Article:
Burger Craving Leads to Trouble

Randy Bailey, of St. Paul, Minnesota, really wanted a hamburger. The only problem is that he had been sentenced to house arrest for a DWI conviction. If he ventured more than 150 feet from his home, his court imposed ankle bracelet would alert authorities.

Bailey figured out that the electronic device had a time lag of four minutes before it would trigger an alarm. The nearest Burger King was nearly a half mile away. He thought he might be able to race to the restaurant in his car, order a burger and get back to within 150 feet of his house before an alarm went off.

His manners and anxious behavior did him in though. According to the assistant manager of the restaurant, Bailey was very agitated when he ordered "an f—ing cheeseburger and f—ing fries." When she asked him to watch his language he continued swearing, which prompted her to cancel the order and refuse Bailey service. He responded by getting out of his car and kicking in the drive thru window. He then raced back home before the ankle alarm went off.

Burger King employees got his license plate number though and police were alerted. When the St. Paul police officers arrived at Bailey’s home he cited the ankle bracelet as evidence that he could not have left his property and been at the restaurant. In addition to the benefit of eye-witnesses at the scene of the crime, the police determined that the ankle devices are not that sensitive and that there is a gap before an alarm goes off.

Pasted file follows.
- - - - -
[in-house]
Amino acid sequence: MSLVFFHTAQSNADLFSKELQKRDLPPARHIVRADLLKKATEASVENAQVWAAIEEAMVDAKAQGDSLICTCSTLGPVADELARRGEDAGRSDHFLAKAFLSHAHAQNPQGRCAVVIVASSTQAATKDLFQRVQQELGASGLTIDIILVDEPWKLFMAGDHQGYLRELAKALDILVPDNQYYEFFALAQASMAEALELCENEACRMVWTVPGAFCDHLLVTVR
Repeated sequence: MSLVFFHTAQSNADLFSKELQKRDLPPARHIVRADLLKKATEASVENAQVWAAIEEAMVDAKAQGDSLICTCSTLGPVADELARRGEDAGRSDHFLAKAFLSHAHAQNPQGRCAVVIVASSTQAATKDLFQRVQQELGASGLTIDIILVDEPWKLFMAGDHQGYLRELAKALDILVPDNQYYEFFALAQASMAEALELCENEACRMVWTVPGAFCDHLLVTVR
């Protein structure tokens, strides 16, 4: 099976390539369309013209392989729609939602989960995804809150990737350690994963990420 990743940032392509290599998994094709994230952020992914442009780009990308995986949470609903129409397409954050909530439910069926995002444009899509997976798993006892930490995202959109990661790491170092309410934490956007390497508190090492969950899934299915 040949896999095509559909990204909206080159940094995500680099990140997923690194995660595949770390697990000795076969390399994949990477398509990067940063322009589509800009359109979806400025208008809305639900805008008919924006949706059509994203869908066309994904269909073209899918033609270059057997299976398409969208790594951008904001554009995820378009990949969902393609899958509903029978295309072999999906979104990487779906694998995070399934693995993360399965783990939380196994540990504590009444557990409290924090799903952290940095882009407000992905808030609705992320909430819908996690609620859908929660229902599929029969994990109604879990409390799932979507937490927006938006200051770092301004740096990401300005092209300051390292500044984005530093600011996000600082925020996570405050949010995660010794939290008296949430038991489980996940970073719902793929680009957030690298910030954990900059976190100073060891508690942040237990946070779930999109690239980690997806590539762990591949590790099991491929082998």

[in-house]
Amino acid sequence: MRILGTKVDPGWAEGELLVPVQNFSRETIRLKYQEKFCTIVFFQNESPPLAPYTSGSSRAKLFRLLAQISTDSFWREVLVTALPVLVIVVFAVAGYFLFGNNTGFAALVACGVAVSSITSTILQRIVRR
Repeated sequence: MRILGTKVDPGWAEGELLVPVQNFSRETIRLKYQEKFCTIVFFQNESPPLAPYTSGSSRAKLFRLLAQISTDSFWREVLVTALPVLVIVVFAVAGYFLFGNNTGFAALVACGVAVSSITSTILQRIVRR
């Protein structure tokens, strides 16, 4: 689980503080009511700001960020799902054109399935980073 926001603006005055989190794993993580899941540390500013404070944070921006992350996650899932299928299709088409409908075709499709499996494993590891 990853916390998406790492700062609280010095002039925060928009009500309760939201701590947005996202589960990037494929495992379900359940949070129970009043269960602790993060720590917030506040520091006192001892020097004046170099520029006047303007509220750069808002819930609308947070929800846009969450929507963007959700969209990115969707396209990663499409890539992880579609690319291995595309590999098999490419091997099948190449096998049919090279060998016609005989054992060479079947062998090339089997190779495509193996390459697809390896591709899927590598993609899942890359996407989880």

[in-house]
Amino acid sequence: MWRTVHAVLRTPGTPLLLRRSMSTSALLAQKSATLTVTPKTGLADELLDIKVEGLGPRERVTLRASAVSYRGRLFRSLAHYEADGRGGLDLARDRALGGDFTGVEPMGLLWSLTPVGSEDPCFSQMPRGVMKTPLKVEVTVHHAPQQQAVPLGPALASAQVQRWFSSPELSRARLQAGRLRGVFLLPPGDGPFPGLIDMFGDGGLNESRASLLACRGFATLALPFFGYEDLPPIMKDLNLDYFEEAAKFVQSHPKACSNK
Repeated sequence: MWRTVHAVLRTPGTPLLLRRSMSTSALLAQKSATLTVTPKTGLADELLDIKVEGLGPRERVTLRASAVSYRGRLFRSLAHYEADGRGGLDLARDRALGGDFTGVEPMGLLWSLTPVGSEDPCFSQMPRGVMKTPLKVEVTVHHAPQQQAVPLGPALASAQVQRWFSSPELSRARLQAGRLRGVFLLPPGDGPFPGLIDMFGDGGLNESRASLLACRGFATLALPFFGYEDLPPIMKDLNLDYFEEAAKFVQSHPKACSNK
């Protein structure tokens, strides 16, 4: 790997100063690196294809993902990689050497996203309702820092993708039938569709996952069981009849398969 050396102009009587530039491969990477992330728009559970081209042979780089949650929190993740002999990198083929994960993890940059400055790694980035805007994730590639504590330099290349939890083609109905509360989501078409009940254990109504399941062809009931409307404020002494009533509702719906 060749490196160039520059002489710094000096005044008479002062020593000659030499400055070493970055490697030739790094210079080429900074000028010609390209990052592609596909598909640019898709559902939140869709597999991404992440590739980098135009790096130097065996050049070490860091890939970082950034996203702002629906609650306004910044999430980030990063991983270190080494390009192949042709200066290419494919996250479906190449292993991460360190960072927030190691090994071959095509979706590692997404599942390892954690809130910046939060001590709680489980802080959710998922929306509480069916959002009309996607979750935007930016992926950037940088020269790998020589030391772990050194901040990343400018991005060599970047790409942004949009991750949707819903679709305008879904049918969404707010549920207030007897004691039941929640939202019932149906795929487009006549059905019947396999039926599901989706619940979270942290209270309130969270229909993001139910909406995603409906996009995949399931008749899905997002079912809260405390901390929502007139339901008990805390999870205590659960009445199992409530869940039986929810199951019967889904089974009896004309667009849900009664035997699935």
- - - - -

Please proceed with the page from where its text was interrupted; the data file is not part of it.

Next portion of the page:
Still, some expressed bewilderment about the timing of the mile long burger run and concern over the fact that the ankle alarm did not go off. Police retraced the steps between Bailey’s home and the Burger King, obeying all traffic laws, and found the round trip could be driven in less than four minutes. Bailey was charged with felony
criminal destruction of property.

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